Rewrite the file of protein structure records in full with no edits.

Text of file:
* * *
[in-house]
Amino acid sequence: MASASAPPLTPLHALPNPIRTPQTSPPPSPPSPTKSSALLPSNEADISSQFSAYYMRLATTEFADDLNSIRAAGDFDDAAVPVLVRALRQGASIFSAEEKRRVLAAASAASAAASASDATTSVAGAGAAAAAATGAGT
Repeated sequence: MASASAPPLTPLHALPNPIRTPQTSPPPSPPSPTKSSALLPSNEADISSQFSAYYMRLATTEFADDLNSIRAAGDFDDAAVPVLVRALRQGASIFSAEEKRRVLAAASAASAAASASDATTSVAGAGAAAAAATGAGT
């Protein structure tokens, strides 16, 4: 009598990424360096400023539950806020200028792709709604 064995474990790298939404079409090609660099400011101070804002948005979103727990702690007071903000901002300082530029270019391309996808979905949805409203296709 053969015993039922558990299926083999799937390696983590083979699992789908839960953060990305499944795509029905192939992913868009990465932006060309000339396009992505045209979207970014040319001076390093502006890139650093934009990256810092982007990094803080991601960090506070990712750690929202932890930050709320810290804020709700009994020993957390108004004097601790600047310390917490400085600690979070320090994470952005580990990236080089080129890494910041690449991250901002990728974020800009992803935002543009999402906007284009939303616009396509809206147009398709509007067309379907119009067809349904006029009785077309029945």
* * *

[in-house]
Amino acid sequence: MASASAPPLTPLHALPNPIRTPQTSPPPSPPSPTKSSALLPSNEADISSQFSAYYMRLATTEFADDLNSIRAAGDFDDAAVPVLVRALRQGASIFSAEEKRRVLAAASAASAAASASDATTSVAGAGAAAAAATGAGT
Repeated sequence: MASASAPPLTPLHALPNPIRTPQTSPPPSPPSPTKSSALLPSNEADISSQFSAYYMRLATTEFADDLNSIRAAGDFDDAAVPVLVRALRQGASIFSAEEKRRVLAAASAASAAASASDATTSVAGAGAAAAAATGAGT
């Protein structure tokens, strides 16, 4: 009598990424360096400023539950806020200028792709709604 064995474990790298939404079409090609660099400011101070804002948005979103727990702690007071903000901002300082530029270019391309996808979905949805409203296709 053969015993039922558990299926083999799937390696983590083979699992789908839960953060990305499944795509029905192939992913868009990465932006060309000339396009992505045209979207970014040319001076390093502006890139650093934009990256810092982007990094803080991601960090506070990712750690929202932890930050709320810290804020709700009994020993957390108004004097601790600047310390917490400085600690979070320090994470952005580990990236080089080129890494910041690449991250901002990728974020800009992803935002543009999402906007284009939303616009396509809206147009398709509007067309379907119009067809349904006029009785077309029945």